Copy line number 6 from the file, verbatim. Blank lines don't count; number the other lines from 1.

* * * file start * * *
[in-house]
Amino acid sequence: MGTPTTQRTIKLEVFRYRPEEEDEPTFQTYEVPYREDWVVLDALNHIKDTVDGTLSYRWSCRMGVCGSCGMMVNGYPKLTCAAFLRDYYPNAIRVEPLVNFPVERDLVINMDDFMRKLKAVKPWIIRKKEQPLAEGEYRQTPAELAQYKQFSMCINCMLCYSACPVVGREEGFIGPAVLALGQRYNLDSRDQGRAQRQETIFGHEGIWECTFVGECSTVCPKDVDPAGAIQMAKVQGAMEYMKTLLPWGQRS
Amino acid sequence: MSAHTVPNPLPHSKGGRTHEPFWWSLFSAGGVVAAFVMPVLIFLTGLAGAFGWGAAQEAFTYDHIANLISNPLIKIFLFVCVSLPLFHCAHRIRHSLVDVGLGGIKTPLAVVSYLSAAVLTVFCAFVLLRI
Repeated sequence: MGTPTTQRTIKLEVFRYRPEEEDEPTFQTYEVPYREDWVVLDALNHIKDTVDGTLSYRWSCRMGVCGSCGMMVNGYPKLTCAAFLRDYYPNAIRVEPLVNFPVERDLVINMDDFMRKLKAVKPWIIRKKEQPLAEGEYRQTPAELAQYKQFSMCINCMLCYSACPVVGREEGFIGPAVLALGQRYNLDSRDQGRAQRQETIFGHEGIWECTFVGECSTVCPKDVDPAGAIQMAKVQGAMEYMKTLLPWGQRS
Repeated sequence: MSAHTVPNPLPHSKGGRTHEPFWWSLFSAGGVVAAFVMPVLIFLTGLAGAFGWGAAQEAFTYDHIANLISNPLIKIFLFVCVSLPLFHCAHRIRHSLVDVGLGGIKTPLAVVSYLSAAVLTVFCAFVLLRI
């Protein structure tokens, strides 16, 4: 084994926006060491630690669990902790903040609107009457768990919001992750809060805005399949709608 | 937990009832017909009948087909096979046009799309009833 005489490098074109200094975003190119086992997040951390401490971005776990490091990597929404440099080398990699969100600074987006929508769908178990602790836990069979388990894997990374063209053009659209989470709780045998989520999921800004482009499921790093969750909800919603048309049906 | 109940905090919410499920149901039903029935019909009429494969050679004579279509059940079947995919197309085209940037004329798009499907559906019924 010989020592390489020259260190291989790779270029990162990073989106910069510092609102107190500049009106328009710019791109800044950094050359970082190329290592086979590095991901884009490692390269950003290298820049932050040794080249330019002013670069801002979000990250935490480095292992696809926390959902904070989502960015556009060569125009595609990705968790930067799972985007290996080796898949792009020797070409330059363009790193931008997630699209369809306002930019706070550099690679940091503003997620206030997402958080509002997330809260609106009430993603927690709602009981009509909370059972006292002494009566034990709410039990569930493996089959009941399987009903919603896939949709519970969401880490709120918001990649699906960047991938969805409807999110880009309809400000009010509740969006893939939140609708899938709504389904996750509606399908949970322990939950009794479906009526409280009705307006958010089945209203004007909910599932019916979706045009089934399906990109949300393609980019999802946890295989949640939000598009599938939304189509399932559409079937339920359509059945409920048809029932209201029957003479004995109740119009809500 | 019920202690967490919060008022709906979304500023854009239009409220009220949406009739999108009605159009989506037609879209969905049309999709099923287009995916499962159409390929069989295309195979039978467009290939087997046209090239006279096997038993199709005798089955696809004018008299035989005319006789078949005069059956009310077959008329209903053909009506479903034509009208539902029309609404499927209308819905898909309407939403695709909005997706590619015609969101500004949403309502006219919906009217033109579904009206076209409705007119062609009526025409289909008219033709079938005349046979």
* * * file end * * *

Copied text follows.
């Protein structure tokens, strides 16, 4: 084994926006060491630690669990902790903040609107009457768990919001992750809060805005399949709608 | 937990009832017909009948087909096979046009799309009833 005489490098074109200094975003190119086992997040951390401490971005776990490091990597929404440099080398990699969100600074987006929508769908178990602790836990069979388990894997990374063209053009659209989470709780045998989520999921800004482009499921790093969750909800919603048309049906 | 109940905090919410499920149901039903029935019909009429494969050679004579279509059940079947995919197309085209940037004329798009499907559906019924 010989020592390489020259260190291989790779270029990162990073989106910069510092609102107190500049009106328009710019791109800044950094050359970082190329290592086979590095991901884009490692390269950003290298820049932050040794080249330019002013670069801002979000990250935490480095292992696809926390959902904070989502960015556009060569125009595609990705968790930067799972985007290996080796898949792009020797070409330059363009790193931008997630699209369809306002930019706070550099690679940091503003997620206030997402958080509002997330809260609106009430993603927690709602009981009509909370059972006292002494009566034990709410039990569930493996089959009941399987009903919603896939949709519970969401880490709120918001990649699906960047991938969805409807999110880009309809400000009010509740969006893939939140609708899938709504389904996750509606399908949970322990939950009794479906009526409280009705307006958010089945209203004007909910599932019916979706045009089934399906990109949300393609980019999802946890295989949640939000598009599938939304189509399932559409079937339920359509059945409920048809029932209201029957003479004995109740119009809500 | 019920202690967490919060008022709906979304500023854009239009409220009220949406009739999108009605159009989506037609879209969905049309999709099923287009995916499962159409390929069989295309195979039978467009290939087997046209090239006279096997038993199709005798089955696809004018008299035989005319006789078949005069059956009310077959008329209903053909009506479903034509009208539902029309609404499927209308819905898909309407939403695709909005997706590619015609969101500004949403309502006219919906009217033109579904009206076209409705007119062609009526025409289909008219033709079938005349046979």